J. S. Bach – Works for Flute and Keyboard

CD cover Toshiyuki Shibata Anthony Romaniuk Bachadriati

Sonatas, Fantasias, Improvisations
Toshiyuki Shibata flute, Anthony Romaniuk fortepiano
58:30
Fuga Libera FUG 792

Click HERE to buy this on amazon,co.uk
[These sponsored links help keep these review FREE TO VIEW]

These two artists met in the summer gap in the 2020 lockdown in Antwerp, and agreed to get playing together. Both were baroque musicians and also jazz players, used to improvising. The result is this CD centred on Bach’s Flute Sonatas in E, E minor and B minor, for which Shibata commissioned a flute after Quantz as well as one after Eichentopf from around 1720. The harpsichord used by Romaniuk is by Detmer Hungerberg while the fortepiano after Silbermann used in the B minor sonata is by Kerstin Schwartz-Damm and has an intriguing variety of stops and makes an ideal partner to the Quantz flute. The pitch they play at is 402Hz after Quantz, which gives a lovely relaxed and unhurried feel to their playing.

In addition to their Bach sonatas, they introduce their improvisations, observing that often a piece was preluded in the 18th century, and that a baroque score was often more akin to jazz lead-sheets, where not only was a degree of ornamentation expected but in realising the basso continuo sometimes an additional melodic line was contrived more in the style of the right hand part in BWV 1030.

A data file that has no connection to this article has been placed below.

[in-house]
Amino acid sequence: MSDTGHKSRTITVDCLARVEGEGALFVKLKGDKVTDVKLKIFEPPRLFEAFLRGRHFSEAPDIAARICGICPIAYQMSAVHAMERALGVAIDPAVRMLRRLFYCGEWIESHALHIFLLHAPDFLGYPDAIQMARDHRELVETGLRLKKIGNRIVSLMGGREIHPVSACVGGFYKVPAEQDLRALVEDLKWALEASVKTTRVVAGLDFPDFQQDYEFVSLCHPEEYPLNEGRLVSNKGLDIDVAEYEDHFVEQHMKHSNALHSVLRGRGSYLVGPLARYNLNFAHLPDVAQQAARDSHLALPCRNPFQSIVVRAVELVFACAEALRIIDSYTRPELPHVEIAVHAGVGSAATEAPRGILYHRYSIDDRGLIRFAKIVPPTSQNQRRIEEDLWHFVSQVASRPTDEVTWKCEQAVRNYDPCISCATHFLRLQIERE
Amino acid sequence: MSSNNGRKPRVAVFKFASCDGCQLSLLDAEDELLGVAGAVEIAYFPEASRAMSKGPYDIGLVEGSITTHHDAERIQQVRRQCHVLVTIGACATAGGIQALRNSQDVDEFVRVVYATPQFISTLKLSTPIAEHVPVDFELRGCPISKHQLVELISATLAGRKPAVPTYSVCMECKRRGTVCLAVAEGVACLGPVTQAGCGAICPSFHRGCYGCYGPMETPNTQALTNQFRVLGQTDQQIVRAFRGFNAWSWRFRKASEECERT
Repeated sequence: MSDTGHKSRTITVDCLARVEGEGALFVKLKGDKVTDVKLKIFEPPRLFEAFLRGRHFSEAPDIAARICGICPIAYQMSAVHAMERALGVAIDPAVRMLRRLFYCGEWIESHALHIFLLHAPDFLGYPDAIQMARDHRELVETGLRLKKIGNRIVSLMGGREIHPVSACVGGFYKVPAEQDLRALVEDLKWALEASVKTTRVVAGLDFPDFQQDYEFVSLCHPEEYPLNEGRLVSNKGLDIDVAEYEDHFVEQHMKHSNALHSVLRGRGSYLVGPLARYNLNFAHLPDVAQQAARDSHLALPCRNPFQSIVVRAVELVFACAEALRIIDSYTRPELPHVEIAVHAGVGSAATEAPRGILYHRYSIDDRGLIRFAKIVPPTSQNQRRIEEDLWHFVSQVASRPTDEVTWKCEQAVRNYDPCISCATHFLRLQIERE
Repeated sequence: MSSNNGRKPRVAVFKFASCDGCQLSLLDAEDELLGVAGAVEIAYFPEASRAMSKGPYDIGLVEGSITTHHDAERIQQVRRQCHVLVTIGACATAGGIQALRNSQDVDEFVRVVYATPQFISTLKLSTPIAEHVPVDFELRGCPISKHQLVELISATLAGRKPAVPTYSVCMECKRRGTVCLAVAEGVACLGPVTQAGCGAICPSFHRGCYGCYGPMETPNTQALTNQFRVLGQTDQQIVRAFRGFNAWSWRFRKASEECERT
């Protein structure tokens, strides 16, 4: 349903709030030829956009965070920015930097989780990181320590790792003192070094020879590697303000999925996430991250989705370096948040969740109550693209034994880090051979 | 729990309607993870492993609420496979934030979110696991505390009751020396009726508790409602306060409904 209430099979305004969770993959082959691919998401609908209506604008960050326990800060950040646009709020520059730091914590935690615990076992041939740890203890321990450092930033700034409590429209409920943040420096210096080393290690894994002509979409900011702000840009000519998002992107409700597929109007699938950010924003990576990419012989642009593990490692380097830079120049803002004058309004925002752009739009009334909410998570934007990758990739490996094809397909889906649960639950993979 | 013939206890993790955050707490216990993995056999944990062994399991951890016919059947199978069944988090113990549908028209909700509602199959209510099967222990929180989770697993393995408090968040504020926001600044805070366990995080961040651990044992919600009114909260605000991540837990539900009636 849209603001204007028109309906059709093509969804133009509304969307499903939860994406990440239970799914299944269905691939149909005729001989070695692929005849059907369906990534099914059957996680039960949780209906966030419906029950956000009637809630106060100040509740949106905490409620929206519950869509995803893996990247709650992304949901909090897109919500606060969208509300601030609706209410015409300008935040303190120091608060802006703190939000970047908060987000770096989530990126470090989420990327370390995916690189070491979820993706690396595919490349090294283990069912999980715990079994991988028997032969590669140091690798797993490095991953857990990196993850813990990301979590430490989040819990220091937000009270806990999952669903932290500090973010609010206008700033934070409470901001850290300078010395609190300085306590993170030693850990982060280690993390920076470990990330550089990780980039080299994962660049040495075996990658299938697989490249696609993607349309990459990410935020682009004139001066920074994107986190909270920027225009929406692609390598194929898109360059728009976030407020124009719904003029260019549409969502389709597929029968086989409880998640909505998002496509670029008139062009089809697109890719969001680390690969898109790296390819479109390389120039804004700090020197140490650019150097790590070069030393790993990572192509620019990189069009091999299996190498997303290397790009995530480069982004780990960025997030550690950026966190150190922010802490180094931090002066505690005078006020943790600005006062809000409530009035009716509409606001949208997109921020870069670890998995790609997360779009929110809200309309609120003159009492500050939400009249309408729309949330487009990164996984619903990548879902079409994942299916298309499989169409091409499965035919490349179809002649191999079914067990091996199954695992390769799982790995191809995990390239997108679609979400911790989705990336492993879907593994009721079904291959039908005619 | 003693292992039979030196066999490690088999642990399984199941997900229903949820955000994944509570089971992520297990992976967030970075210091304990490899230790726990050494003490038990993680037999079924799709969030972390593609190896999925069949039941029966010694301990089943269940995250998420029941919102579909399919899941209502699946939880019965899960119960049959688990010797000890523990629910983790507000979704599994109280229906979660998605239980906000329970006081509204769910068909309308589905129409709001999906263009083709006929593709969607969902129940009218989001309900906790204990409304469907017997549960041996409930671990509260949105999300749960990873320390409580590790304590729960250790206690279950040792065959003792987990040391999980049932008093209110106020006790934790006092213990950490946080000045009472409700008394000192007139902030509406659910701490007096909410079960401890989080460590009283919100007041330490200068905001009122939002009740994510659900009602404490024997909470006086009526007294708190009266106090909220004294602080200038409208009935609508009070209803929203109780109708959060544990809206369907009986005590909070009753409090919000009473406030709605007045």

Before the purists sniff at this performing style, I urge them to listen to the results of this collaboration and decide whether this style of music-making does not have a good deal to teach the most HIP of practitioners, even if we might do it slightly differently. Bach was celebrated for being able to improvise an extra voice to a complex polyphonic structure whether in the right hand of a keyboard continuo instrument playing in a sonata or a violin descant to a chorale, as in many of the Weimar period cantatas. I have learned a lot about his compositional style by watching him at work in these modes as he crafted the organ chorale preludes, which, like the solo keyboard compositions, most likely had their origins in improvisations in preluding a chorale for Lutheran worship.

So while I put this CD aside while I made room for other more obviously attractive discs I had been sent, I am grateful for having heard it, and glad of the stimulus as well as the opportunity to eavesdrop on two able and thoughtful musicians at work as they ponder the place of what is now called improvisation in the performance of the high baroque.

David Stancliffe